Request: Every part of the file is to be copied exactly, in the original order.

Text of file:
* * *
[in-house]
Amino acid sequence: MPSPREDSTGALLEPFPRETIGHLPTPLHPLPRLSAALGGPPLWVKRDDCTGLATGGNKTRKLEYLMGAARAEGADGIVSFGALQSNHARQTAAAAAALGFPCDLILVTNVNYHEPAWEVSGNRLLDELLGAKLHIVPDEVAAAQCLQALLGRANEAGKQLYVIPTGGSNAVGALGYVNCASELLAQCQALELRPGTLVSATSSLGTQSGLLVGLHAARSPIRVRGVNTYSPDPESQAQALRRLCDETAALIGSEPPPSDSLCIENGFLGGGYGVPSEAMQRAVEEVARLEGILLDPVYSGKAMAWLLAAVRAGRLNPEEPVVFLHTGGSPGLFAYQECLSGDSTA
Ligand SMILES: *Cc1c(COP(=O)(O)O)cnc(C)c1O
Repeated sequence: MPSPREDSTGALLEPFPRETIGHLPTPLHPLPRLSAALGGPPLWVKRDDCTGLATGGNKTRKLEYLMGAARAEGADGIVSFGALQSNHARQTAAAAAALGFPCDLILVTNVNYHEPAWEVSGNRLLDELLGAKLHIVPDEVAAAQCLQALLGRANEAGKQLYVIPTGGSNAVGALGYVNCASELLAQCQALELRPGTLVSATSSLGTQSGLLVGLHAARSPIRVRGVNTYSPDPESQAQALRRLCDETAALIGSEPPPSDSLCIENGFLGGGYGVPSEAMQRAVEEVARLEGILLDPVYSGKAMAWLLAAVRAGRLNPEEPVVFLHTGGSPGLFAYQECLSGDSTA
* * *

[in-house]
Amino acid sequence: MPSPREDSTGALLEPFPRETIGHLPTPLHPLPRLSAALGGPPLWVKRDDCTGLATGGNKTRKLEYLMGAARAEGADGIVSFGALQSNHARQTAAAAAALGFPCDLILVTNVNYHEPAWEVSGNRLLDELLGAKLHIVPDEVAAAQCLQALLGRANEAGKQLYVIPTGGSNAVGALGYVNCASELLAQCQALELRPGTLVSATSSLGTQSGLLVGLHAARSPIRVRGVNTYSPDPESQAQALRRLCDETAALIGSEPPPSDSLCIENGFLGGGYGVPSEAMQRAVEEVARLEGILLDPVYSGKAMAWLLAAVRAGRLNPEEPVVFLHTGGSPGLFAYQECLSGDSTA
Ligand SMILES: *Cc1c(COP(=O)(O)O)cnc(C)c1O
Repeated sequence: MPSPREDSTGALLEPFPRETIGHLPTPLHPLPRLSAALGGPPLWVKRDDCTGLATGGNKTRKLEYLMGAARAEGADGIVSFGALQSNHARQTAAAAAALGFPCDLILVTNVNYHEPAWEVSGNRLLDELLGAKLHIVPDEVAAAQCLQALLGRANEAGKQLYVIPTGGSNAVGALGYVNCASELLAQCQALELRPGTLVSATSSLGTQSGLLVGLHAARSPIRVRGVNTYSPDPESQAQALRRLCDETAALIGSEPPPSDSLCIENGFLGGGYGVPSEAMQRAVEEVARLEGILLDPVYSGKAMAWLLAAVRAGRLNPEEPVVFLHTGGSPGLFAYQECLSGDSTA